honeybees, honeybee crisis, colony collapse disorder, manuka honey

When it comes to retailers, supermarkets, and other businesses that sell products to the general public, there are many incentives to kick up security and prevent small thefts and shoplifting from taking place. From security cameras, alarm systems, to individual security cases, there are many ways to protect everyday, low value items as well as high value items. This is the case here in the US as well as down under in New Zealand and Australia, with the latter recently having supermarkets put extra protections in place for a product with booming sales:  Manuka honey.

Some stores in Melbourne, Australia, like Woolworths in Preston (northern Melbourne), have started storing entire jars of Manuka honey in individual security cases in the same style as DVDs as a way of dissuading thieves, given that this “superfood” is known for a substantial price tag under some brands and its assorted properties. The store Woolworths and others just like it are in fact so worried about theft that they even began storing other items in security cases beyond what’s typically seen—beauty products, batteries, cigarettes, chocolate, glass cases of alcohol, and even kids’ toys.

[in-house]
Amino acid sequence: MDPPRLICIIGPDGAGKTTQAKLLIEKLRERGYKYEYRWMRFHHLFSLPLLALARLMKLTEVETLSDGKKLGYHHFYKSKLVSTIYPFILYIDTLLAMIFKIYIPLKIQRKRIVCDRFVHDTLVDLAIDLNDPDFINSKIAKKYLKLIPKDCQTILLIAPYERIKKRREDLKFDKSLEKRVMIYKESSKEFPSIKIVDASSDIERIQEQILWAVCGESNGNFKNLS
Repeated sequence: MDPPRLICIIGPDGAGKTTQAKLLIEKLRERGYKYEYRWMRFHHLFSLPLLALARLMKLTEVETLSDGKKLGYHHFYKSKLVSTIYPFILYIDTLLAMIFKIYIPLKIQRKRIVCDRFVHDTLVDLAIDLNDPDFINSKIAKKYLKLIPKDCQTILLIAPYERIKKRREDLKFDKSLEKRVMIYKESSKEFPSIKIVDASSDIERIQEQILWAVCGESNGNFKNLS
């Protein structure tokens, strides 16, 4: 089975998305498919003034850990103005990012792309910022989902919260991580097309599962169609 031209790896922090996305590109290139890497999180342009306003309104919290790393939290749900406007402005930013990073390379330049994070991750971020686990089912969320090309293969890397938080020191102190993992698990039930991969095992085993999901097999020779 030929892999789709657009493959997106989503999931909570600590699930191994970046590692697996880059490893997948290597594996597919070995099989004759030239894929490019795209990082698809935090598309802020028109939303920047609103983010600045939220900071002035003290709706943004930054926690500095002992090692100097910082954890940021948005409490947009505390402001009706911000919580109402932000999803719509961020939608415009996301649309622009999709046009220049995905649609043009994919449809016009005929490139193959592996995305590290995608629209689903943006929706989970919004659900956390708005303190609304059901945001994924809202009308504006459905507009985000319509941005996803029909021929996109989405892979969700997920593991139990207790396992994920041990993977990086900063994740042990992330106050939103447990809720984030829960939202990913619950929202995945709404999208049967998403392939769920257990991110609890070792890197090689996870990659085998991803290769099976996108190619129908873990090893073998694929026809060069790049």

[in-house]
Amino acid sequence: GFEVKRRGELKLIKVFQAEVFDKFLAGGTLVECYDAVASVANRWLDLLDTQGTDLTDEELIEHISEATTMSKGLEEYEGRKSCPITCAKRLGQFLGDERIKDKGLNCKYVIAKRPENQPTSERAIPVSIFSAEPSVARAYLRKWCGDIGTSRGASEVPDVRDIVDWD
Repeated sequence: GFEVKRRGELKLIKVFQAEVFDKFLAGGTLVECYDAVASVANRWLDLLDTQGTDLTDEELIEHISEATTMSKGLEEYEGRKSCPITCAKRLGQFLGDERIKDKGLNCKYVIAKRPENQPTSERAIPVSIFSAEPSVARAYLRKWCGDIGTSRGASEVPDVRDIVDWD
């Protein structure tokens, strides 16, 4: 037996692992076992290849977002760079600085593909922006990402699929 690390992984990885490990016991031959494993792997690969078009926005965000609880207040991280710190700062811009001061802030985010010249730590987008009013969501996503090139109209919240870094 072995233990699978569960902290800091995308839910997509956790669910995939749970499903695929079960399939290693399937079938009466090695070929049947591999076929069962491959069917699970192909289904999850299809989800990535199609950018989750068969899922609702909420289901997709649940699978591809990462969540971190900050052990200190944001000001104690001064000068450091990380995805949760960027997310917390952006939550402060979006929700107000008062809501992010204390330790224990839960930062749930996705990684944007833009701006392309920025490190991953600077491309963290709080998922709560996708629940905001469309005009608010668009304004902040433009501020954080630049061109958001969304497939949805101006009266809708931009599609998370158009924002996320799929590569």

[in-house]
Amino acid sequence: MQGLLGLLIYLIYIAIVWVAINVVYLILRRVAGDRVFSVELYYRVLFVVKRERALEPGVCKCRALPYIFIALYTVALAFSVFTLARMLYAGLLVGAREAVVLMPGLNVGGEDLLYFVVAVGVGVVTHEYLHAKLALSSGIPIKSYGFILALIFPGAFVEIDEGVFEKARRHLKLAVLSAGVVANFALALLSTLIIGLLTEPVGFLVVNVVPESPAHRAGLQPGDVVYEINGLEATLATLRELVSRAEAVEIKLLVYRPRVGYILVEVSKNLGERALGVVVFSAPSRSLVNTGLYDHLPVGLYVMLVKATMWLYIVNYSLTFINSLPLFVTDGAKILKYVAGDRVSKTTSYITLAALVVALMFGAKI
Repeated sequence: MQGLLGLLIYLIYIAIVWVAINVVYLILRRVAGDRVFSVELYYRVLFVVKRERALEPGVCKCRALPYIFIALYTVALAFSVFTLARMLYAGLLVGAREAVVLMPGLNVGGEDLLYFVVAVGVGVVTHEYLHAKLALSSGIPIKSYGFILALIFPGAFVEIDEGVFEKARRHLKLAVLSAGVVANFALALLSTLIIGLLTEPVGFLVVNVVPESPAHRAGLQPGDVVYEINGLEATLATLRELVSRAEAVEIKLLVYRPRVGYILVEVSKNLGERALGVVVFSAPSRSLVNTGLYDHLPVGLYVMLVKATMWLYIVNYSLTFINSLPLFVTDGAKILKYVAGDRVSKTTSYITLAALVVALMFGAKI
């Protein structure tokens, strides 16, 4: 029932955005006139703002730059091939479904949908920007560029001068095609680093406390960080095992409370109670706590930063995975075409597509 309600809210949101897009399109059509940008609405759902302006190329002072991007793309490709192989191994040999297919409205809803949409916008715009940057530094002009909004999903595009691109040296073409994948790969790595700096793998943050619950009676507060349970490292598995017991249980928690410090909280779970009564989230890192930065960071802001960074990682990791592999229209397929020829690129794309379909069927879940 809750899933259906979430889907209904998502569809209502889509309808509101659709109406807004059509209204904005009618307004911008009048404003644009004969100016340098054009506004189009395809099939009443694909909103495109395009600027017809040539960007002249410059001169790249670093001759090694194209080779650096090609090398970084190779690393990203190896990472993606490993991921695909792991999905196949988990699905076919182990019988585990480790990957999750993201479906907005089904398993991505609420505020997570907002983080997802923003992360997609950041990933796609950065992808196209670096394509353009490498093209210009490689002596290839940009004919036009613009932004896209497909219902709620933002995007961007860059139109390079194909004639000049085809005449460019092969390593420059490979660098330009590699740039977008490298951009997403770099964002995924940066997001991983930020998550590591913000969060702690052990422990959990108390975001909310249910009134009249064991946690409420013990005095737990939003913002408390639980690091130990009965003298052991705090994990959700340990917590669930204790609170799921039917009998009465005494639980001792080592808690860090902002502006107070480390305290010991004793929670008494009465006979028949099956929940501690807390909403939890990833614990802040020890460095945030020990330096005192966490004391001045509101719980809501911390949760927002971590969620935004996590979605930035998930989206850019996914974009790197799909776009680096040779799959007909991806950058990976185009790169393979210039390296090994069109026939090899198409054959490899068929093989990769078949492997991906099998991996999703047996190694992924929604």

Across the road from Woolworths at the Preston Market ALDI, from the store owner’s perspective, “the more security the better,” which is why the store implemented lid locks to clamp bottles of whiskey and vodka shut inside security cases. Even more so, the Summerhill Center Kmart in Reservoir, Australia had to remove Cadbury chocolate from the shelves because of so many reported losses due to petty theft, and the chocolates now sit security cases until further notice. Batteries and printer ink cartridges are also kept in security cases that have be unlocked at the counter by an attendant—even Lego sets ranging between $35-125 are not safe from five finger discounts in these various stores.

Despite the notoriety his store acquired in Melbourne with its new strict security measures, Woolworths spokesperson Craig Simonetto remains steadfast that the supermarket chain isn’t in a position at this time to comment on security measures for individual stores or products. “Woolworths has a range of security measures in place to prevent stock loss,” Simonetto said.

Based on the accounts of different stores, it did not seem to matter if a product was heavily sought after and valued high in the market like Manuka honey or just a common household item like a bar of chocolate. Given the potentially huge loss in revenue due to increased petty theft, one can certainly not blame these stores for taking every precaution available to them.

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